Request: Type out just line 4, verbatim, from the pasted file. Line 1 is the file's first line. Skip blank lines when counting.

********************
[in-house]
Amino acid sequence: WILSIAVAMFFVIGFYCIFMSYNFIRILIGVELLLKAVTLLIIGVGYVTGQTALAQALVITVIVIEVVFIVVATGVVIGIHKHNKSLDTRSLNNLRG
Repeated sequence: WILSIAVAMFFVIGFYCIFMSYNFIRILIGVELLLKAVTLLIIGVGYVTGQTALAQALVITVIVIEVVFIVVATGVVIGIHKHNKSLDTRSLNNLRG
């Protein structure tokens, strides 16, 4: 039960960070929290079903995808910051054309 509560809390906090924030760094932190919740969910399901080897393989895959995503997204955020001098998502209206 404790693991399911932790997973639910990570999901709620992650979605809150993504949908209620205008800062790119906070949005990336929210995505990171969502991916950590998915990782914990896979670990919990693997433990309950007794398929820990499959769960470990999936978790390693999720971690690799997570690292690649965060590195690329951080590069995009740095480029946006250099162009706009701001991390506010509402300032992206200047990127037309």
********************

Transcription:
């Protein structure tokens, strides 16, 4: 039960960070929290079903995808910051054309 509560809390906090924030760094932190919740969910399901080897393989895959995503997204955020001098998502209206 404790693991399911932790997973639910990570999901709620992650979605809150993504949908209620205008800062790119906070949005990336929210995505990171969502991916950590998915990782914990896979670990919990693997433990309950007794398929820990499959769960470990999936978790390693999720971690690799997570690292690649965060590195690329951080590069995009740095480029946006250099162009706009701001991390506010509402300032992206200047990127037309």